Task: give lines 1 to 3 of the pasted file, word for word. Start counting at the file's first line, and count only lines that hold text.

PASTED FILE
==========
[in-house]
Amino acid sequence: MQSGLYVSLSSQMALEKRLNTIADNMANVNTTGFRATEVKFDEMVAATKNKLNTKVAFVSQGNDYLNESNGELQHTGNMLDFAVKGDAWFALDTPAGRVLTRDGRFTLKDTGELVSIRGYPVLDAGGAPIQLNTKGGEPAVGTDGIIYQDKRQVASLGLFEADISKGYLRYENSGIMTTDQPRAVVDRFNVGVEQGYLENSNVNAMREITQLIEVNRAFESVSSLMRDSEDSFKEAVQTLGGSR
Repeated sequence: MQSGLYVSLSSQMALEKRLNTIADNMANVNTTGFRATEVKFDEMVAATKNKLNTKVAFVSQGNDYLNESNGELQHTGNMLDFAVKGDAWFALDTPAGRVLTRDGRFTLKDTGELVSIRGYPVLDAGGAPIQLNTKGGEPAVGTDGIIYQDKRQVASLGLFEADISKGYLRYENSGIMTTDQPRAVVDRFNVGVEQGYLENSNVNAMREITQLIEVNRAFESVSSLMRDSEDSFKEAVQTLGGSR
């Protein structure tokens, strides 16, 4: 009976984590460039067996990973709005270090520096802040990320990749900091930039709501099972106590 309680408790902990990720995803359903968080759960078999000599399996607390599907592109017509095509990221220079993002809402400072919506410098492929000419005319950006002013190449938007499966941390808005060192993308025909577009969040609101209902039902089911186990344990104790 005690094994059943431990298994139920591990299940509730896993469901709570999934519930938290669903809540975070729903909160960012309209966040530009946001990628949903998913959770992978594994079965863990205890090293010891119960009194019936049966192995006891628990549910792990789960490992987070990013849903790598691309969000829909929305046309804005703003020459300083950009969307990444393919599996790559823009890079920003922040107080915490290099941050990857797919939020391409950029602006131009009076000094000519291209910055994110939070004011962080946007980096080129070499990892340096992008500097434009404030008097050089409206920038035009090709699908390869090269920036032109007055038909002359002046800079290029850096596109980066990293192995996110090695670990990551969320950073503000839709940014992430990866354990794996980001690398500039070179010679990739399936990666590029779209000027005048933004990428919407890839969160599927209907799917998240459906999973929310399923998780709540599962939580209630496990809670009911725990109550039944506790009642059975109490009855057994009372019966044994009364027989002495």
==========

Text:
[in-house]
Amino acid sequence: MQSGLYVSLSSQMALEKRLNTIADNMANVNTTGFRATEVKFDEMVAATKNKLNTKVAFVSQGNDYLNESNGELQHTGNMLDFAVKGDAWFALDTPAGRVLTRDGRFTLKDTGELVSIRGYPVLDAGGAPIQLNTKGGEPAVGTDGIIYQDKRQVASLGLFEADISKGYLRYENSGIMTTDQPRAVVDRFNVGVEQGYLENSNVNAMREITQLIEVNRAFESVSSLMRDSEDSFKEAVQTLGGSR
Repeated sequence: MQSGLYVSLSSQMALEKRLNTIADNMANVNTTGFRATEVKFDEMVAATKNKLNTKVAFVSQGNDYLNESNGELQHTGNMLDFAVKGDAWFALDTPAGRVLTRDGRFTLKDTGELVSIRGYPVLDAGGAPIQLNTKGGEPAVGTDGIIYQDKRQVASLGLFEADISKGYLRYENSGIMTTDQPRAVVDRFNVGVEQGYLENSNVNAMREITQLIEVNRAFESVSSLMRDSEDSFKEAVQTLGGSR